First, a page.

QT: I have a question that was inserted by my wife and it will be the first thing I’m asked when I get home. She wants to know ‘Why when the average-size woman is now a size 14/16, is it that most H-D dealers carry women’s sizes that even an anorexic Hooters girl would have trouble getting into?’ (Lots of laughter) That’s a direct quote from my wife. (Laughter) Where are all the plus sizes and styles?

Two years ago we changed up leadership in our general merchandise group. Patrick Smith is the new general manager of that unit. His experience prior to Harley-Davidson included Lane Bryant, Limited and a number of other companies that served the clothing needs of a wide variety of female sizes. He has re-tooled the product line and those plus sizes that actually fit, are now available in the catalog and I would suggest that your wife, whose name I did not catch, go to her favorite dealer and quite frankly, raise hell to get the right sizes of clothing in there because we now produce it. Patrick has done a lot to re-tool the entire product line. In fact at our annual meeting a rather rotund lady got up to the mic and asked nearly the same question and Patrick stood up, ran back to this gal, provided her a business card and a catalog of products, so now she is his favorite model for the plus size clothing!

QT: Is Harley doing any initial research on alternative fuels and energy sources?

I can’t really talk about future product. But I can tell you that we are looking at, and have run, and currently have motorcycles that run on a much higher level of ethanol because we sell a lot of product in Brazil. Fuels there are a sugar-based ethanol that have a slightly higher energy content than the stuff we get here. But regardless we already have the capability of providing products that do just that – that run on a higher percentage of ethanol and we are also looking at a variety of different alternatives.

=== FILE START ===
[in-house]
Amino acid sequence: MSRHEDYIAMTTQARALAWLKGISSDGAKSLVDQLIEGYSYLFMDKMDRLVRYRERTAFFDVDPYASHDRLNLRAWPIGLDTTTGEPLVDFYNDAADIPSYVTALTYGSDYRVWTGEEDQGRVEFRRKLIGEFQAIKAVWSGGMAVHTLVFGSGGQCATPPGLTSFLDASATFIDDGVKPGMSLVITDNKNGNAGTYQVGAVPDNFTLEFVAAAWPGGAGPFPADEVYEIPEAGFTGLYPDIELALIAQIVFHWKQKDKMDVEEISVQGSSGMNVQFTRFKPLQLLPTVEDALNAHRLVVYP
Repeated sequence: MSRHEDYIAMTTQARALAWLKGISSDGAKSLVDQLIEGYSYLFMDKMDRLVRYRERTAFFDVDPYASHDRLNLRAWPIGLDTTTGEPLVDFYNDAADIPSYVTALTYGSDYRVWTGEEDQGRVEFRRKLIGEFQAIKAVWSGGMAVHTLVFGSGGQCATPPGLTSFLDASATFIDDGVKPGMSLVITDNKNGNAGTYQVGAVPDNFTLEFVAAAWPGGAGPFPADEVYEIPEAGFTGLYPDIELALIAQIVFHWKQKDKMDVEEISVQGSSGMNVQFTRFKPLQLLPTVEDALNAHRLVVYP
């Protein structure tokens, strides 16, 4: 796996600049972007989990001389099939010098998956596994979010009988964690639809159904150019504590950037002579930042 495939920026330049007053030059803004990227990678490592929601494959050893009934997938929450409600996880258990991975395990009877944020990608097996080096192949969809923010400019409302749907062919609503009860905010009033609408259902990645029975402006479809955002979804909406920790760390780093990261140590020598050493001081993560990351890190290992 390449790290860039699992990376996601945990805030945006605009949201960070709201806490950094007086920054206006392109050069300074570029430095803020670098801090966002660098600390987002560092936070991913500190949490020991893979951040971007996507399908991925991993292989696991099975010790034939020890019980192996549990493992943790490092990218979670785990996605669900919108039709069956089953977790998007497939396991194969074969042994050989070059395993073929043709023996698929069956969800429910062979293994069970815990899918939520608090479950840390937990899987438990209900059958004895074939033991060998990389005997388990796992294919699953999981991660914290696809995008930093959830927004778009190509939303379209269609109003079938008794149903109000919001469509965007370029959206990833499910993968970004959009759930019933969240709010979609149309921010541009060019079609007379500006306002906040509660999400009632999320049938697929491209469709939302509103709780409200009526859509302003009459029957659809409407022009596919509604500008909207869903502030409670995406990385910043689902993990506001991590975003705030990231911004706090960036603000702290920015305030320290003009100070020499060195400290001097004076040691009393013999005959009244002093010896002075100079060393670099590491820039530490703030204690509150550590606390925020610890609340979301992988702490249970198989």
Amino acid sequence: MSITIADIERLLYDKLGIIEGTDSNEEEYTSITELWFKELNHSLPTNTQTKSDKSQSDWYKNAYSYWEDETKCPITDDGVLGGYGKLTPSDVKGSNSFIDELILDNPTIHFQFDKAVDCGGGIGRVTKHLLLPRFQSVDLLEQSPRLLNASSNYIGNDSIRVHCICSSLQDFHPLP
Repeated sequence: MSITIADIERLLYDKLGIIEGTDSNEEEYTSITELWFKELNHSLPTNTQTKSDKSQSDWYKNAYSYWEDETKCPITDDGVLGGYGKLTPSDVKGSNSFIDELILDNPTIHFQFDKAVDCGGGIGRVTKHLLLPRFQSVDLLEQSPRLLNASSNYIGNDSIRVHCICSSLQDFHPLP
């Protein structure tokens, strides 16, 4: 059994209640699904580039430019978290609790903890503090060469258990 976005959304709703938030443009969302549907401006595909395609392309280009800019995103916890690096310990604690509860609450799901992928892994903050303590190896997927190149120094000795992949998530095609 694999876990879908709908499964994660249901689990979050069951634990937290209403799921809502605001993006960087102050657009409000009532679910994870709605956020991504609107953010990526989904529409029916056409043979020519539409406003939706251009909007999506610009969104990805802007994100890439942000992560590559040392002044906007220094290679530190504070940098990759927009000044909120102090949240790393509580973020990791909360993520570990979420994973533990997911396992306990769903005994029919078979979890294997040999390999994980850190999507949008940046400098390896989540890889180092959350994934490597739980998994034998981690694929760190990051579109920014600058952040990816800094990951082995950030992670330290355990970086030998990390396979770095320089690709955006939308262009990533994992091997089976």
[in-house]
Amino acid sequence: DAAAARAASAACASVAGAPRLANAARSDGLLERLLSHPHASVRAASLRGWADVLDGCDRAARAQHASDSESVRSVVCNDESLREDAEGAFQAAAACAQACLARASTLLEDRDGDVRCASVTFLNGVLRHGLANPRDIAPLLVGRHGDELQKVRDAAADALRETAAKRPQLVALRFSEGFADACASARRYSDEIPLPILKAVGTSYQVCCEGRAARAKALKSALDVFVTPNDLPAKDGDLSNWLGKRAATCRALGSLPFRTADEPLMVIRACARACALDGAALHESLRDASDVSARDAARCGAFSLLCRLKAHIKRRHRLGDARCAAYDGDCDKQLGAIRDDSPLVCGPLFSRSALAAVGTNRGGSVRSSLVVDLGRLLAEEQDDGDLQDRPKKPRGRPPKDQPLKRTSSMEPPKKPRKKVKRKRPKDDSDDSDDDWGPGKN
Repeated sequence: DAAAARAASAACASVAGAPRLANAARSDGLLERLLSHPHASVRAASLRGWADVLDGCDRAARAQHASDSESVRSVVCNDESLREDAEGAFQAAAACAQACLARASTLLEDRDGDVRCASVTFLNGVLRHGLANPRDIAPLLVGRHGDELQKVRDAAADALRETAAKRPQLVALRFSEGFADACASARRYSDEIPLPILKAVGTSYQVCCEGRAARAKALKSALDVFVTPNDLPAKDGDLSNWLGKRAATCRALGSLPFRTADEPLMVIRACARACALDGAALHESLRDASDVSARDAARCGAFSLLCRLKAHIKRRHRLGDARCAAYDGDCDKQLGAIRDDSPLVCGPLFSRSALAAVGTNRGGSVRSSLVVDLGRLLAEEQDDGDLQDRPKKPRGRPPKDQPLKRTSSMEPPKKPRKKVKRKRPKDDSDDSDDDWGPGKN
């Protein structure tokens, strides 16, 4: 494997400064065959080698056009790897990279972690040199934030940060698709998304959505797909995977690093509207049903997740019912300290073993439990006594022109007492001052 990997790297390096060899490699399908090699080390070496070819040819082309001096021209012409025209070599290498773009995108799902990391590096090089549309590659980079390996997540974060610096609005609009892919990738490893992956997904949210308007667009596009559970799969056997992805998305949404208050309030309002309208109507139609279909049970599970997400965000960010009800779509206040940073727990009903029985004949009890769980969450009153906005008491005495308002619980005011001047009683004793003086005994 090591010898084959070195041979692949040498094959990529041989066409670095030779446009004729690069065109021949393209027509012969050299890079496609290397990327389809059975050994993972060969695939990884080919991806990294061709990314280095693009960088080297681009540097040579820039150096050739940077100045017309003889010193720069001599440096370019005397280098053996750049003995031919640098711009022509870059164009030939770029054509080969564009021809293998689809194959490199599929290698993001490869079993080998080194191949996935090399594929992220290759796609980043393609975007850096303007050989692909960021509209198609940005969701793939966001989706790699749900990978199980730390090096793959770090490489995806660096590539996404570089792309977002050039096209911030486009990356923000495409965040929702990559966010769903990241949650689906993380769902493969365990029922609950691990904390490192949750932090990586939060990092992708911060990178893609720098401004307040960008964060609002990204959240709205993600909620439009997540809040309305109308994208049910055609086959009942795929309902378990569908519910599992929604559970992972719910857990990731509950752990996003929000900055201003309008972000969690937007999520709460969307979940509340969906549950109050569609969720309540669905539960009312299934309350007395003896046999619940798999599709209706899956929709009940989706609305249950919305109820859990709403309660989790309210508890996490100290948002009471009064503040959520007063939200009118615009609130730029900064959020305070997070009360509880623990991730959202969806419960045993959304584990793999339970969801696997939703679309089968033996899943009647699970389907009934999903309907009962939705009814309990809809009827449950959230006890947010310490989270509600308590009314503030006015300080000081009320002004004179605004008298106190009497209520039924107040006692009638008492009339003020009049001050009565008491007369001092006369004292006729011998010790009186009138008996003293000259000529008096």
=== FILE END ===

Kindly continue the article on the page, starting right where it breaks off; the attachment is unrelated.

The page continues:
QT: If a rider has an idea or concept for a part or accessories design can they forward their idea to H-D’s manufacturing and design department? If so, how?

There is an idea submission process that we ask someone to go through that provides protection for the individual and protection for the motor company. Because what we wouldn’t want to do is already be working on something and then have someone come in and suggest something very similar. So we have this idea submission form and an individual can call our standard switchboard number 414-342-4680 and ask for the folks in the legal department and ask for an idea submission form.

QT: With the recent acquisition of MV Augusta will we start seeing some of those bikes in this country? What are Harley’s plans to do with MV Augusta at this point?

Our initial objective with MV Augusta is to create a high end leverage, in terms of what they have already created, a high end motorcycle in Europe, and to re-energize that focusing primarily first on the European market. Beyond that where we take it is anybody’s guess at this point. But we are focusing on Europe first.

QT: If a customer/rider has a comment regarding a local dealership that they want to express “above” the dealership owner, who do they contact and how?

Harley-Davidson customer service and that number can also be reached through the main switchboard number, or the number is listed in the owner manual.

** Ron “Hutch’ Hutchinson speaking on stage: “During the time period surrounding the H-D anniversaries, H-D and it’s loyal riders raise much needed money for MDA. We are proud to say we have raised over 60 million bucks over the last 20+ years!”

EDITORS NOTE: We just received a very nice note from Ron saying that the ride home on the Tri-Glide with his lovely wife, Maureen was the best 2 weeks on a scooter yet! They loved the bike and Ron, who rumor has it owns quite a few very nice rides, is thinking of adding the trike to his garage. Look for an upcoming road test of the H-D Tri-Glide very soon.